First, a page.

Thought Erasure Atris, Oracle of Half-Truths Tyrant's Scorn

All right, that’s quite enough.

Simic cards are beyond ridiculous right now and I think you need a very good reason to talk yourself out of playing them. But there is still valid debate regarding which Simic-based deck is the correct one to play. As is often the case when it comes to Magic, the answer is complicated. As far as personal order of preference, I’d rank the Simic-based decks as follows:

  1. Temur Reclamation
  2. Bant Midrange
  3. Simic Ramp
  4. Sultai Midrange

With the birth of a new Magic tournament series, we’ve also gained access to a lot of data. I’ve been checking up with mtgmeta.io to see what’s done well throughout these qualifiers, and there’s no denying the impressive performance of Temur Reclamation.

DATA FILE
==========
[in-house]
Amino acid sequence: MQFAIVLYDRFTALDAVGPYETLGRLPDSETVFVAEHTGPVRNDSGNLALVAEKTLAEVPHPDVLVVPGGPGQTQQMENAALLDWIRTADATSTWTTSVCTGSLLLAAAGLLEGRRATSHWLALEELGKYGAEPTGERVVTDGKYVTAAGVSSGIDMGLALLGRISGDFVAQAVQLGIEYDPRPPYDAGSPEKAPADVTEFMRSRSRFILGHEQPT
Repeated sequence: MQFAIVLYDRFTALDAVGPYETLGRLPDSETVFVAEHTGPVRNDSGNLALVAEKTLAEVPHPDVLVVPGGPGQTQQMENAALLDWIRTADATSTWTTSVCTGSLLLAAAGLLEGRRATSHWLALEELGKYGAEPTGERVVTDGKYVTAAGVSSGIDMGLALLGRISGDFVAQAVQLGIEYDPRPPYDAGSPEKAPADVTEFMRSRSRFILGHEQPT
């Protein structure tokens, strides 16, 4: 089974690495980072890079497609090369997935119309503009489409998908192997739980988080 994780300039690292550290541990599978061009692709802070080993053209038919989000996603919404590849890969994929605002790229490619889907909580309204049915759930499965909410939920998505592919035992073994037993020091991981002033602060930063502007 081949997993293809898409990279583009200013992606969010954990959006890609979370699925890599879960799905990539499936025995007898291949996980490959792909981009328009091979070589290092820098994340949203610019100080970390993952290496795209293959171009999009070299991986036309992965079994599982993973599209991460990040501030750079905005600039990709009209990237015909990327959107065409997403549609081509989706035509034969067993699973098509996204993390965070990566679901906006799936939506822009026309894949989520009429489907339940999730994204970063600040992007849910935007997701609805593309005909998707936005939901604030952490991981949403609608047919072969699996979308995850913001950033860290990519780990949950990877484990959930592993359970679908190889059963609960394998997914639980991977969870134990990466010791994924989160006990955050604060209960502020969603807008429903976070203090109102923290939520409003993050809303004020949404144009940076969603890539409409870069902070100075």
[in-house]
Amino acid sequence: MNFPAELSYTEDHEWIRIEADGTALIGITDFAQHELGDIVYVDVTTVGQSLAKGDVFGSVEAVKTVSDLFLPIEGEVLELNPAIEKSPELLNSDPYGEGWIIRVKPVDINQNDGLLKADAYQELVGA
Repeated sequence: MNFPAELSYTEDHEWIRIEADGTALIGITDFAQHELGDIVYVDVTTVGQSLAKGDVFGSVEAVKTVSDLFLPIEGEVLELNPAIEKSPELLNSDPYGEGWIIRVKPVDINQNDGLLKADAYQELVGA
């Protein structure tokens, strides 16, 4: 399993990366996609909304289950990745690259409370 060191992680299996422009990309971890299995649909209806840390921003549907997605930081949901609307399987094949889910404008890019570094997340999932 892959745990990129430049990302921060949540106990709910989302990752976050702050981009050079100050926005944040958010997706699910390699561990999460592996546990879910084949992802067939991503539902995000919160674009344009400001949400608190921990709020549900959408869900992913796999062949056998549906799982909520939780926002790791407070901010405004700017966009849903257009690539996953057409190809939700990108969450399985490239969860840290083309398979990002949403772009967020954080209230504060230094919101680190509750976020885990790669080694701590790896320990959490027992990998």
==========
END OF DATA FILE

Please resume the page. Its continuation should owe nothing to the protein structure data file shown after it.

Temur Reclamation has two big selling points in the current metagame. The first is a clear path forward against the reigning champion, Sultai Midrange. Countermagic is at its best against an opponent trying to resolve nothing but haymakers, and Temur Reclamation gets to play the extremely flexible Thassa’s Intervention on top of the usual Aether Gusts, Mystical Disputes, and Negates. In the battle of six-mana sorceries versus the deck built to play at instant speed, I’m going with the speedier option every time.

The second huge advantage Temur Reclamation holds is an excellent matchup against Rakdos Sacrifice. Most builds of Rakdos Sacrifice trend towards midrange and therefore find themselves in the unenviable position of being the smaller midrange deck against Temur Reclamation. While the best versions of Rakdos Sacrifice address this concern, they still face an uphill battle once Temur Reclamation gets to max out on removal spells in sideboard games. Rakdos Sacrifice also is doing Temur Reclamation’s dirty work by preventing any other aggressive creature decks from being viable. Reclaiming a bunch of the slots previously taken by Storm’s Wrath and repurposing them for the true metagame has bolstered the deck’s win percentage.